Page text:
Carlos Joly sifts through the good and the bad at the recent UN talks on climate change.
Remarkable how willingly governments have surrendered national sovereignty to Standard & Poor's and the bond markets, while ceding sovereignty on carbon emissions governance to a UN body is anathema. The power of finance to blackmail governments seems much stronger than the power of nature - so far, at least. What will act as the sword of Damocles for climate?
There are striking parallels in both cases. The cause and consequences of the looming climate crisis are well known, and predictions are proving alarmingly correct. The causes and consequences of the financial and economic crisis were also foretold, and the human costs are also playing out as economists have been warning (Krugman, Stiglitz, Roubini, Reich).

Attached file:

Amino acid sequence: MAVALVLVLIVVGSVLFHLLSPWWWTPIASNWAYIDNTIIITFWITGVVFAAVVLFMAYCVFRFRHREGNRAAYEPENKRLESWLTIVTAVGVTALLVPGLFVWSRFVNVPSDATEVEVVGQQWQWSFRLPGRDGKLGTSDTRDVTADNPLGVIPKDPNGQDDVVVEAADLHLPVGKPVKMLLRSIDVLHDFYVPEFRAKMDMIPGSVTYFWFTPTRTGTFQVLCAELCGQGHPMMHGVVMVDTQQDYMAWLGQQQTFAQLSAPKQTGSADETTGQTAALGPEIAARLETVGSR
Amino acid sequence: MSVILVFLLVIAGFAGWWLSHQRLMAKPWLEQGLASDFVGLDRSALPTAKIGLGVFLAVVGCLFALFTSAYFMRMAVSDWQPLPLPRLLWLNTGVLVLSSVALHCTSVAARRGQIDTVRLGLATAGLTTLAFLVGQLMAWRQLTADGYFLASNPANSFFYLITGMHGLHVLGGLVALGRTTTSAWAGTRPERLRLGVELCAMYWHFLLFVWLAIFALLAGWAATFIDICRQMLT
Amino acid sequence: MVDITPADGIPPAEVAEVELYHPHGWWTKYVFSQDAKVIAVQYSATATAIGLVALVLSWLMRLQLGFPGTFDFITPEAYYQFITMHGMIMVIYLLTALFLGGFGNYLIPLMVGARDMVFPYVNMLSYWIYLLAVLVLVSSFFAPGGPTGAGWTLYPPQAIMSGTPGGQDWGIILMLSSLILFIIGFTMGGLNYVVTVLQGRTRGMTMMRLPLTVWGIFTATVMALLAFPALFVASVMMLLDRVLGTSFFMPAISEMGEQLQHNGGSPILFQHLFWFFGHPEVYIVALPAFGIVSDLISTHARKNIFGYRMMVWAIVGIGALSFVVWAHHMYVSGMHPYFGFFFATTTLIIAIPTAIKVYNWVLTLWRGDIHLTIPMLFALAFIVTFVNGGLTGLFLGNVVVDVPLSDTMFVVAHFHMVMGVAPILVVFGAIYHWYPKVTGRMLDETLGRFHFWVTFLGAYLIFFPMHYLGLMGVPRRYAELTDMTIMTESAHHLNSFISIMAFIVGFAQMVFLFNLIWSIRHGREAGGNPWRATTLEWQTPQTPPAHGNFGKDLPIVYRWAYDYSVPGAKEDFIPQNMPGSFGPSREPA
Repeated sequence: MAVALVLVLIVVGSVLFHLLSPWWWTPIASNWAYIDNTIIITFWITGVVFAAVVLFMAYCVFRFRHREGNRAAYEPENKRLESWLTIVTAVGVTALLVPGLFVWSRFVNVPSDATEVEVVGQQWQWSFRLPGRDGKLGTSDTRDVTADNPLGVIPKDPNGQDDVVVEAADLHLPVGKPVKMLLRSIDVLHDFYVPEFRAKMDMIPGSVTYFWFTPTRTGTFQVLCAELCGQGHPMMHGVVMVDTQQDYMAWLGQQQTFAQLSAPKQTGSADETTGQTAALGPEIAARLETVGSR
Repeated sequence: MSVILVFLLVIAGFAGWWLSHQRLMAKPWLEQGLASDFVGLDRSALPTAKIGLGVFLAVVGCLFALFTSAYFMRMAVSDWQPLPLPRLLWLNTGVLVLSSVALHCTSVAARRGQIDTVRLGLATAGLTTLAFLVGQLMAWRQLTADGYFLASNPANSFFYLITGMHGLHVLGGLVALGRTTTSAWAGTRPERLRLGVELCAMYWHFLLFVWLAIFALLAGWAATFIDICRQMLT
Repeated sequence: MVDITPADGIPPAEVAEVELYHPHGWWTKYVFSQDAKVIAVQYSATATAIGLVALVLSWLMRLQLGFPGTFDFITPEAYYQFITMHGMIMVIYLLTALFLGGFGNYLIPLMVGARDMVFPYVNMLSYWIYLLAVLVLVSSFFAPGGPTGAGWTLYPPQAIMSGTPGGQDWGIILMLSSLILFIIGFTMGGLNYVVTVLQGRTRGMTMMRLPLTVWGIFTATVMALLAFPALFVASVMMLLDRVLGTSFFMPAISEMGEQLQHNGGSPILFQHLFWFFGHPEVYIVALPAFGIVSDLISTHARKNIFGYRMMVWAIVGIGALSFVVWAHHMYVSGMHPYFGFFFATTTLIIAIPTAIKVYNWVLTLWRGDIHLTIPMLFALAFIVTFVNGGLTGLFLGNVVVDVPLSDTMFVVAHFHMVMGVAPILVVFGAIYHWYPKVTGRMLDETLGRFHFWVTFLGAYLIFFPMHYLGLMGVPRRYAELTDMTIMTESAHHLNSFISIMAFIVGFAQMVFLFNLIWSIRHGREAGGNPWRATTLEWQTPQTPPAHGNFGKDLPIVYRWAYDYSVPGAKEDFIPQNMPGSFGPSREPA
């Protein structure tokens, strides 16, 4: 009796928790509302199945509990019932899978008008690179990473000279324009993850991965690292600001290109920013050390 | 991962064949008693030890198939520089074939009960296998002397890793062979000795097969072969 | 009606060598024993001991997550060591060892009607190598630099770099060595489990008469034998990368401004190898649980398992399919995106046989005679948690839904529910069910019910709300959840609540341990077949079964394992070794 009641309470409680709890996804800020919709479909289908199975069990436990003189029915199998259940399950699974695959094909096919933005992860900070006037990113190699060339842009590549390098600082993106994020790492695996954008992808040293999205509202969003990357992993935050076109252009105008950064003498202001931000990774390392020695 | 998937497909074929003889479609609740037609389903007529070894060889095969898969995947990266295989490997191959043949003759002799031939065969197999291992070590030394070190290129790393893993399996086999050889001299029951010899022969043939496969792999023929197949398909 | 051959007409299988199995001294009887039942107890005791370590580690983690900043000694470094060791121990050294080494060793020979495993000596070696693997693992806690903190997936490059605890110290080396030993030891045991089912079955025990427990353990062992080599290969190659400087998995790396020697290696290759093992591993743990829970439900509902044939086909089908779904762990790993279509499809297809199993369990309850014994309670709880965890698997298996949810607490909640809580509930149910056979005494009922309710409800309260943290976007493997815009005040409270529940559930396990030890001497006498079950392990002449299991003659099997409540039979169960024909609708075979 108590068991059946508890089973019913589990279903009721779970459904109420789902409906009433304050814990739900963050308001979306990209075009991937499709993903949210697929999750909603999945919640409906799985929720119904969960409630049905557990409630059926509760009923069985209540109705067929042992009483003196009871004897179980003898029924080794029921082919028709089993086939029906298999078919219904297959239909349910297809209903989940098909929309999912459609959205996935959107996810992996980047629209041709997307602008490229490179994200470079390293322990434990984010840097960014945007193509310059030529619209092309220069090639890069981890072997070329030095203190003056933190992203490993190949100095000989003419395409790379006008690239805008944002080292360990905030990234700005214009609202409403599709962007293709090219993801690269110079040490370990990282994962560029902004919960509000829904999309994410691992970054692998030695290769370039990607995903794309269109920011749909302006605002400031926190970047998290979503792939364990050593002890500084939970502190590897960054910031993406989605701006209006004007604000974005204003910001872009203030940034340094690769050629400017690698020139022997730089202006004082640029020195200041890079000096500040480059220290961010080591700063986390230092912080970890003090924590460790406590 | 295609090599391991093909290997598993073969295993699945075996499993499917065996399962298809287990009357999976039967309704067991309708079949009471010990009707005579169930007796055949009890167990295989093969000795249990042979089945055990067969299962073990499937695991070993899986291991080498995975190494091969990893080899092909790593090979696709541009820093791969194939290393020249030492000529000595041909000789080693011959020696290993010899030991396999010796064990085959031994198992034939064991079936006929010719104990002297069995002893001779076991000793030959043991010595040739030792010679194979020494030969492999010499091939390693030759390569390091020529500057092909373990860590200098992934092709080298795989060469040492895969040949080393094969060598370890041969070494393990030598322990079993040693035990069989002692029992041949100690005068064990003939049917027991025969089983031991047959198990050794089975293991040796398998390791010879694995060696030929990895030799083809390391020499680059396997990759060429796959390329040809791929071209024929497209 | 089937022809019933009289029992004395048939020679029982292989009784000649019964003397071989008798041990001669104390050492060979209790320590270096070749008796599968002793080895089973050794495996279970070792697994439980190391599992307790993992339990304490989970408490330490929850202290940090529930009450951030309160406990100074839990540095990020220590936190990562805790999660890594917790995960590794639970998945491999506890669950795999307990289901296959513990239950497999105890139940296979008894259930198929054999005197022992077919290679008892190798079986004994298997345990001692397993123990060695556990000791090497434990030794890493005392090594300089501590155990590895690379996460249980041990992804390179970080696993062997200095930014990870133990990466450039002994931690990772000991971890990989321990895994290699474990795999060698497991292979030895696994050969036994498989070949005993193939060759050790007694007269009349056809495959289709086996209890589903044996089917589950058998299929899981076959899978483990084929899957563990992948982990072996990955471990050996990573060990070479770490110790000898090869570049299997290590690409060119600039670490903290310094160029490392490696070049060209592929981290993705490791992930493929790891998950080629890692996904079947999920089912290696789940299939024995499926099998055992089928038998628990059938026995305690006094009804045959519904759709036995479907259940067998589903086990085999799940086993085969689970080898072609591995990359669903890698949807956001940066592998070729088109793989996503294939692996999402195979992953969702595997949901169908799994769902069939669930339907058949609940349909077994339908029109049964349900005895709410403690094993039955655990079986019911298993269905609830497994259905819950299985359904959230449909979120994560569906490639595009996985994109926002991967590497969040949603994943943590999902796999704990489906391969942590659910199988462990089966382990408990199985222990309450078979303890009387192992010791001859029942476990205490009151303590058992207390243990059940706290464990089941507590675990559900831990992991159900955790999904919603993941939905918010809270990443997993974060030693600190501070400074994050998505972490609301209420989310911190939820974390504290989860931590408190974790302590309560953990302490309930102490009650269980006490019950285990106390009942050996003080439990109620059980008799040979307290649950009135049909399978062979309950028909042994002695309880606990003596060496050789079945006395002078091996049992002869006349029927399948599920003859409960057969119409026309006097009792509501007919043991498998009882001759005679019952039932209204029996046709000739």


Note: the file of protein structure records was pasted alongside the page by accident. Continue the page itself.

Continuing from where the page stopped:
There the parallel ends. Governments have managed to act in concert on finance, albeit with the wrong remedy - coordinated multi-national austerity - whereas as regards climate they studiously avoid agreement. Fear of the bond market - a social and legal construct that could be easily defanged by gutsy political and regulatory remedies - turns out to be a much stronger force than fear of nature. Mankind shows it is still in the grip of Western civilization's belief that Man has the right to conquer Nature, and 250 years of industrial revolution to prove it can. Except that the very same methods of science that have made Progress and Prosperity possible are now telling us that it's working against us. But we don't want to listen. Perhaps society only shifts direction on acute danger and high drama. Climate catastrophe comes in drips and drabs, not as a big bang but rather as the sum of a large number of small calamities.